THE notion that the artistic community could be hired and inspired to give aesthetic expression to a sense of higher purpose and shape a better world is hopelessly Utopian. Still, consider life and you'll probably find that you felt most fulfilled when you were either doing what you loved, or when you somehow saw that higher purpose in your life and were able to love even the drudgery connected with it. That is why I'm attached to the concept of a workplace that is as visually stimulating as you can make it. An empty space is an opportunity to create an atmosphere, deliver a message, make a point. All over The Body Shop, the walls are hung with photographs, blown-up quotes, charts and illustrations. At our Child Development Centre, creative activities are essential to play. In creative activities children can exercise emotions, imagination, knowledge and personal taste. It's reassuring to think visual literacy can be learned, like a language. Start with the basic grammar - colour, light, shape, form and proportion - and you've got a primer for a life lived well. As Somerset Maugham said: "The value of art is not beauty, but right action."
IN THIS golden age of the bottom line, I'm sure there is someone somewhere who is busy calculating the economics of imagination. Thank God it resists the beancounter's efforts. Creativity is like the genie in a bottle. It's inside, bubbling away, dying to pop the stopper. That urgency is what I love most about visionary or outsider art. Prominent among the creators of visionary art are society's most marginalised members: the mentally ill, the disabled, the elderly. As a creative response to great personal difficulty, their art is often spiritual, usually obsessive. In San Antonio, Joe Gomez made a Volkswagen out of wrought iron. He dreamed that he was actually building this car. When he woke up, he ran to the kitchen, got some paper and started sketching. Everyone thought he was crazy the way he worked on it without a break. It took him about nine months, "just like a baby", as he said. In Wisconsin, former lumberjack Fred Smith spent 15 years making over 200 almost life-size representations of American historical and folkloric personalities. "Nobody knows why I made them, not even me," he said, in words that could be the outsider artist's credo. But it isn't hard to understand the popular appeal of Gomez, Smith and their outsider artist peers. They are genuine pop artists. Ordinary people respond to the quirkiness and gutsiness of the work at the American Visionary Arts Museum in Baltimore, or at England and Co, the specialist gallery in London. Outsider art involves and touches them in a way that other more culturally sanctioned art forms do not. I like to think that's because it is such a potent symbol of the human spirit empowered to overcome physical or mental adversity. While psychological studies indicate that the most important factor in success is whether people love what they are doing, we mustn't forget that the most essential aspect of both creativity and life itself is challenge. Out of challenge come all the higher aspects of life.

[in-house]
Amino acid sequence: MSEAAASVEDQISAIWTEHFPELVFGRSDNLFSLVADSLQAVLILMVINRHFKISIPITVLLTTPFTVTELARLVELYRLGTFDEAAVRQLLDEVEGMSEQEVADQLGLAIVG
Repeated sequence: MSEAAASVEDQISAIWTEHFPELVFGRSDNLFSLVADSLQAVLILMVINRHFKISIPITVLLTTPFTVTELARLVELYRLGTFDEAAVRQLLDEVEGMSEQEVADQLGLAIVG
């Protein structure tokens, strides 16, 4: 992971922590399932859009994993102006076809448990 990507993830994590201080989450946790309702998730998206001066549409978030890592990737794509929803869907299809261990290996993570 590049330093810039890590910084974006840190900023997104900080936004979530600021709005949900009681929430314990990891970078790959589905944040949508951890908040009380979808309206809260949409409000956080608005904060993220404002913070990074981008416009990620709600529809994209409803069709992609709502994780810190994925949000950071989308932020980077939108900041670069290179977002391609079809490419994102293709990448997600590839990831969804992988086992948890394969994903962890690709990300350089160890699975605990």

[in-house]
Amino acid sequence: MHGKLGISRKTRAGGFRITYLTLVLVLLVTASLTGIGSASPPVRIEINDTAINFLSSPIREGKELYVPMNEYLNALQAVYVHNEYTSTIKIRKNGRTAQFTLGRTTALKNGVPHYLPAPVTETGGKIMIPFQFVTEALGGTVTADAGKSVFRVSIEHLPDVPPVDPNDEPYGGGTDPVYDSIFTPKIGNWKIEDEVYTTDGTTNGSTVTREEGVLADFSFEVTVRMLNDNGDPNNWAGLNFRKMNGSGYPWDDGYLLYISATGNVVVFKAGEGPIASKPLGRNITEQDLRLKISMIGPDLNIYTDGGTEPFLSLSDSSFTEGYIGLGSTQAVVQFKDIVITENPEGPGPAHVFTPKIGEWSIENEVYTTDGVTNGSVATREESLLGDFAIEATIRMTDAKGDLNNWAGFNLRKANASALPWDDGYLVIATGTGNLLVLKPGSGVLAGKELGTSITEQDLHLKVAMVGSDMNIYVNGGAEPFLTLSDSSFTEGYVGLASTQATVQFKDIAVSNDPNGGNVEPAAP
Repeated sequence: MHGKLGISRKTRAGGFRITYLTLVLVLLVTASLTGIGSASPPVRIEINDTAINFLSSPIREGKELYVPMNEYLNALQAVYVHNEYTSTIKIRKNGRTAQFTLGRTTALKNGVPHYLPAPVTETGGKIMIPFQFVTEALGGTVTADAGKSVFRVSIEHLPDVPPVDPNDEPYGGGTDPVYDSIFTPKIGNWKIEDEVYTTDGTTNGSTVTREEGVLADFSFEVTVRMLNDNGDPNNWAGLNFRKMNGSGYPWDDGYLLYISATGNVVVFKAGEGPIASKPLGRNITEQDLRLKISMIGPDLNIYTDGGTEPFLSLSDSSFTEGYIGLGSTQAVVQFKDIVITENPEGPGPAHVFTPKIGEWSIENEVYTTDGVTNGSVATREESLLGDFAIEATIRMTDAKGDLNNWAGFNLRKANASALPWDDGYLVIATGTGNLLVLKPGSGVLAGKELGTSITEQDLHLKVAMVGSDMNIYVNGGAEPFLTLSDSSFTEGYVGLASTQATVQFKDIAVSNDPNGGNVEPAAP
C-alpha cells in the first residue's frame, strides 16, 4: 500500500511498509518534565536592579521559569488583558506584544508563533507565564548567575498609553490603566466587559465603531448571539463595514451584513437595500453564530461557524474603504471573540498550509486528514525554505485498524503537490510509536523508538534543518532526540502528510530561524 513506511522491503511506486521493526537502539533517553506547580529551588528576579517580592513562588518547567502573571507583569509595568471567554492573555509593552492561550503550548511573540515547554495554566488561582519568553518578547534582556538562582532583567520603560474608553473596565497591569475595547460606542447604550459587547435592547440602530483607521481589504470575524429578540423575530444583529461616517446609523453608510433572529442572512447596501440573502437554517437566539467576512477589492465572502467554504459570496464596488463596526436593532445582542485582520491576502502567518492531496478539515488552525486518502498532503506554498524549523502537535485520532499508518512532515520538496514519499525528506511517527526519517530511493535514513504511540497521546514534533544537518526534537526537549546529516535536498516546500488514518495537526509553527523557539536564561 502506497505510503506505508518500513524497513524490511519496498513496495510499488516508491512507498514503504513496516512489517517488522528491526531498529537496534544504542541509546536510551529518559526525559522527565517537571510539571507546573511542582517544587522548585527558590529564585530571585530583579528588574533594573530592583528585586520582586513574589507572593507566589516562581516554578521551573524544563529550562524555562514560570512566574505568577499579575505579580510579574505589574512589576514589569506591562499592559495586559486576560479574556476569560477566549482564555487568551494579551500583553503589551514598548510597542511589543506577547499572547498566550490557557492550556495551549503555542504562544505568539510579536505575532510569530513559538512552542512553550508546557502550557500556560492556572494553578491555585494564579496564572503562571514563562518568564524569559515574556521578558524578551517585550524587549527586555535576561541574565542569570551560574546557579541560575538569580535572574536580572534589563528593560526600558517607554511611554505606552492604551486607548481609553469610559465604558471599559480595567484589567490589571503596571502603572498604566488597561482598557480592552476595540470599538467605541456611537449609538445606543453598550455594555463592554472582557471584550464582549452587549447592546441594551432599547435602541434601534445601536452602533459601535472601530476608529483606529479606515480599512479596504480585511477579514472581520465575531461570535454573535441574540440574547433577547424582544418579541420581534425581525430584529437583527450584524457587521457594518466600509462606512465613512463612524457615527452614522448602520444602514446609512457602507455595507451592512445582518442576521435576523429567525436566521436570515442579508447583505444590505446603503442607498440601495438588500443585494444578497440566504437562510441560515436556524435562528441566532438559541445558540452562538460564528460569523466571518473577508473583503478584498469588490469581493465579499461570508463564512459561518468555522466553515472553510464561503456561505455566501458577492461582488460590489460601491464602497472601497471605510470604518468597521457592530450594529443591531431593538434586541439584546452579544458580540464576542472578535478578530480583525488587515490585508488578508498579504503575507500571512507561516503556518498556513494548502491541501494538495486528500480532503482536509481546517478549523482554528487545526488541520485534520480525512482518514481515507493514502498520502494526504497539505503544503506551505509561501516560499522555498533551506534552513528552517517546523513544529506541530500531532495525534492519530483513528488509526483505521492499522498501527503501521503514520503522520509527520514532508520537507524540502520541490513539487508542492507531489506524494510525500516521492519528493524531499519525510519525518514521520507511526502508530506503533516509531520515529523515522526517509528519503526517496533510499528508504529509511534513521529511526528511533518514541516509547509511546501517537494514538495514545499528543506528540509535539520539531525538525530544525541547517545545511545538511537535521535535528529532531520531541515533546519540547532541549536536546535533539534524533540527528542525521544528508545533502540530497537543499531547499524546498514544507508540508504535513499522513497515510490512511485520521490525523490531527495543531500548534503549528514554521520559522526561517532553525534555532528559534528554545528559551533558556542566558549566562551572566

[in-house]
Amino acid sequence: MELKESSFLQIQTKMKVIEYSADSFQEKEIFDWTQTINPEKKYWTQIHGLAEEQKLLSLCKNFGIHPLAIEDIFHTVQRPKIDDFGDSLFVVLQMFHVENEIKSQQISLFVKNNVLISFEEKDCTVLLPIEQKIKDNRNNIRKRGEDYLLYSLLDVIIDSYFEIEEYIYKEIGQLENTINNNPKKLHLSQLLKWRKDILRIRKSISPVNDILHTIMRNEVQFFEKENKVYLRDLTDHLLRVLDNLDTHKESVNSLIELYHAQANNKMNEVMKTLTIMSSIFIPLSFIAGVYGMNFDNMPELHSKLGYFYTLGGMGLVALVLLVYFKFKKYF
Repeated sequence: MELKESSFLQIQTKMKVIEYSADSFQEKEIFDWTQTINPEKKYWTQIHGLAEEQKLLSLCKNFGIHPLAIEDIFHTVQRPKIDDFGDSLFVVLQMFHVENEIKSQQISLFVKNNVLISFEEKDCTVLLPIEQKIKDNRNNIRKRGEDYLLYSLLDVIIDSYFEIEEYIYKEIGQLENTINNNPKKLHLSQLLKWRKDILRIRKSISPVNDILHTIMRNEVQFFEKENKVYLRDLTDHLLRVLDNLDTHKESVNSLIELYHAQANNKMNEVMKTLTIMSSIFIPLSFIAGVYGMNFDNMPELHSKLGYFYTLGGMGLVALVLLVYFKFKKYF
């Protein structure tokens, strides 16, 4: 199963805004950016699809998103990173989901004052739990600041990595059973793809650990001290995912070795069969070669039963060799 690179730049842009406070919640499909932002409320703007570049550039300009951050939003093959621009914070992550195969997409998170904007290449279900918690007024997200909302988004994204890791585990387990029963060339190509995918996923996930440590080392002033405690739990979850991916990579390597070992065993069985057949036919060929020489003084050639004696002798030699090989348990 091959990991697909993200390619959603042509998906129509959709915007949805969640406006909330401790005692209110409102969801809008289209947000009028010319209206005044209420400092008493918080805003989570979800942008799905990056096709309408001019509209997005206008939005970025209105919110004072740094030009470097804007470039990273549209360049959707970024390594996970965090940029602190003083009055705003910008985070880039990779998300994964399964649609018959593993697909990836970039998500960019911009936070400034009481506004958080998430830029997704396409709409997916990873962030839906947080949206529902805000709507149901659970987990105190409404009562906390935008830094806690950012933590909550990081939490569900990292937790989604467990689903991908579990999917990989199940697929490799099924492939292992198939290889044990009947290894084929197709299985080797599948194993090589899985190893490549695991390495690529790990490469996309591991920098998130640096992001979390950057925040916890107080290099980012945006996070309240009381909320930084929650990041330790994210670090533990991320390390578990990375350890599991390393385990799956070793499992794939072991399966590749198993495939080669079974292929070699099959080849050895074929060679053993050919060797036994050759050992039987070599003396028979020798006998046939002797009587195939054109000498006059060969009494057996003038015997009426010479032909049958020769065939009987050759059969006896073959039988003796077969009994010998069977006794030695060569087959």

DEATH, too. The best time I've had recently was in a graveyard. My office overlooks Littlehampton cemetery where, with great ceremony, a headstone had been dedicated to the memory of Mr and Mrs Brazil, a local couple with rumoured ties to the Romany. She sounded like a woman after my own heart, so I dashed over in my coffee break to pay homage. The stone itself, a huge heart ringed by brightly painted roses right off a Hallmark card, looked fittingly out of place. However, it was the wreaths, over 100 of them, that were the true triumph. Like a kind of kitsch pharaonic tribute, King Tut via John Waters, they recreated the icons of Mrs Brazil's life: a double bed, a handbag, her slippers on a cushion, a Sony television with knobs on and a chair to watch it from, all made of flowers! I identified with the central premise - the journey into the hereafter has to be comfortable - and I also liked the idea of exercising such control over your exit from life. But it was the creativity, the sheer exuberance of the enterprise, that I really found enthralling. The luxuriant spill of the Brazils' gravesite was an arresting lesson in the artist's vision. It was outside, too.Reuse content